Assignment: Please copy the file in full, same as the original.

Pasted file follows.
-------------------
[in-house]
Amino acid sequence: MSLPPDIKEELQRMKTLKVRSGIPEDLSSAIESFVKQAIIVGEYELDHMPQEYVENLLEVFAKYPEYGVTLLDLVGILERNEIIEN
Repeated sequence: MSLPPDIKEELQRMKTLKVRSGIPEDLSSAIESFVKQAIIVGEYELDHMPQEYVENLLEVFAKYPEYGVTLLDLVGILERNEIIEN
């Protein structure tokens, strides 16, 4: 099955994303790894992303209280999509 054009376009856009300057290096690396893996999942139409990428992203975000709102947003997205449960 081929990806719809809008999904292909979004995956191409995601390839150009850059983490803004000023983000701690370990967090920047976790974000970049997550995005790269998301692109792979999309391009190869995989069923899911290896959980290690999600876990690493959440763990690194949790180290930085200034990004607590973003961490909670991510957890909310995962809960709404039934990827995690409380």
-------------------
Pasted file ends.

[in-house]
Amino acid sequence: MSLPPDIKEELQRMKTLKVRSGIPEDLSSAIESFVKQAIIVGEYELDHMPQEYVENLLEVFAKYPEYGVTLLDLVGILERNEIIEN
Repeated sequence: MSLPPDIKEELQRMKTLKVRSGIPEDLSSAIESFVKQAIIVGEYELDHMPQEYVENLLEVFAKYPEYGVTLLDLVGILERNEIIEN
């Protein structure tokens, strides 16, 4: 099955994303790894992303209280999509 054009376009856009300057290096690396893996999942139409990428992203975000709102947003997205449960 081929990806719809809008999904292909979004995956191409995601390839150009850059983490803004000023983000701690370990967090920047976790974000970049997550995005790269998301692109792979999309391009190869995989069923899911290896959980290690999600876990690493959440763990690194949790180290930085200034990004607590973003961490909670991510957890909310995962809960709404039934990827995690409380």